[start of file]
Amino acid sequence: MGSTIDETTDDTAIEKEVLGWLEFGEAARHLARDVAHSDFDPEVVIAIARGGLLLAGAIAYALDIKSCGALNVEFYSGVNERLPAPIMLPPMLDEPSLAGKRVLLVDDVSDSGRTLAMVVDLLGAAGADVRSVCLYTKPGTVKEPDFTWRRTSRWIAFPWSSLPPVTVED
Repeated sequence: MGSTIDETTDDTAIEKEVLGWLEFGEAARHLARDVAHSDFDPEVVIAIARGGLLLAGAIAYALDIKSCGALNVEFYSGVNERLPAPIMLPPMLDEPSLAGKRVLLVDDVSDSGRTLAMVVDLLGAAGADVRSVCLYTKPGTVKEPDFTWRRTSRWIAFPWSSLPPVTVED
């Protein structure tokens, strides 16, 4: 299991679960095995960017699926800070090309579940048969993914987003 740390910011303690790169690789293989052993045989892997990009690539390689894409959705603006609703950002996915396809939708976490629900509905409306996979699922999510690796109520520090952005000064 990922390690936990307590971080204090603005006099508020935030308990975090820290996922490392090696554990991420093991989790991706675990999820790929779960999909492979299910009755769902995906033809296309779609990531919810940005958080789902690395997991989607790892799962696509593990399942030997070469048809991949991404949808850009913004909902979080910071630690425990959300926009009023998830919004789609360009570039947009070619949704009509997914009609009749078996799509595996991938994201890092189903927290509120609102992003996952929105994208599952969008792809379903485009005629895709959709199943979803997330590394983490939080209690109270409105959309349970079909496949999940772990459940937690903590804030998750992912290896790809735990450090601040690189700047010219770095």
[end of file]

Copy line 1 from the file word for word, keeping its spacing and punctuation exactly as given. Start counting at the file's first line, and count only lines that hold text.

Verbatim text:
Amino acid sequence: MGSTIDETTDDTAIEKEVLGWLEFGEAARHLARDVAHSDFDPEVVIAIARGGLLLAGAIAYALDIKSCGALNVEFYSGVNERLPAPIMLPPMLDEPSLAGKRVLLVDDVSDSGRTLAMVVDLLGAAGADVRSVCLYTKPGTVKEPDFTWRRTSRWIAFPWSSLPPVTVED